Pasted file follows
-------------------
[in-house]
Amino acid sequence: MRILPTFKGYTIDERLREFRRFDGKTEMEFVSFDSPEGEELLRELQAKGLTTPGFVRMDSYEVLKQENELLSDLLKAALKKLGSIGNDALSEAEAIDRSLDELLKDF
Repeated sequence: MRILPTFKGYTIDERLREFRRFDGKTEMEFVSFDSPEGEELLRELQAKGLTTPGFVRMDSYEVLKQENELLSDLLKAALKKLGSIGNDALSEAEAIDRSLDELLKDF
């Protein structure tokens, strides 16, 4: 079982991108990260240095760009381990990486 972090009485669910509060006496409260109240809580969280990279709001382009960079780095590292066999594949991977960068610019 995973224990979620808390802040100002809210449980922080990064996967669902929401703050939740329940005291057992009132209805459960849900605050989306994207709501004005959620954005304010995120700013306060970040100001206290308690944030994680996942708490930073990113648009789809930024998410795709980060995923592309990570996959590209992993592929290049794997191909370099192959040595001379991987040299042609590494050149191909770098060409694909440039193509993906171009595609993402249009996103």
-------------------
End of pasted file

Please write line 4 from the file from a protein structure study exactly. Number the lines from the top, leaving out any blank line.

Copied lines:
């Protein structure tokens, strides 16, 4: 079982991108990260240095760009381990990486 972090009485669910509060006496409260109240809580969280990279709001382009960079780095590292066999594949991977960068610019 995973224990979620808390802040100002809210449980922080990064996967669902929401703050939740329940005291057992009132209805459960849900605050989306994207709501004005959620954005304010995120700013306060970040100001206290308690944030994680996942708490930073990113648009789809930024998410795709980060995923592309990570996959590209992993592929290049794997191909370099192959040595001379991987040299042609590494050149191909770098060409694909440039193509993906171009595609993402249009996103």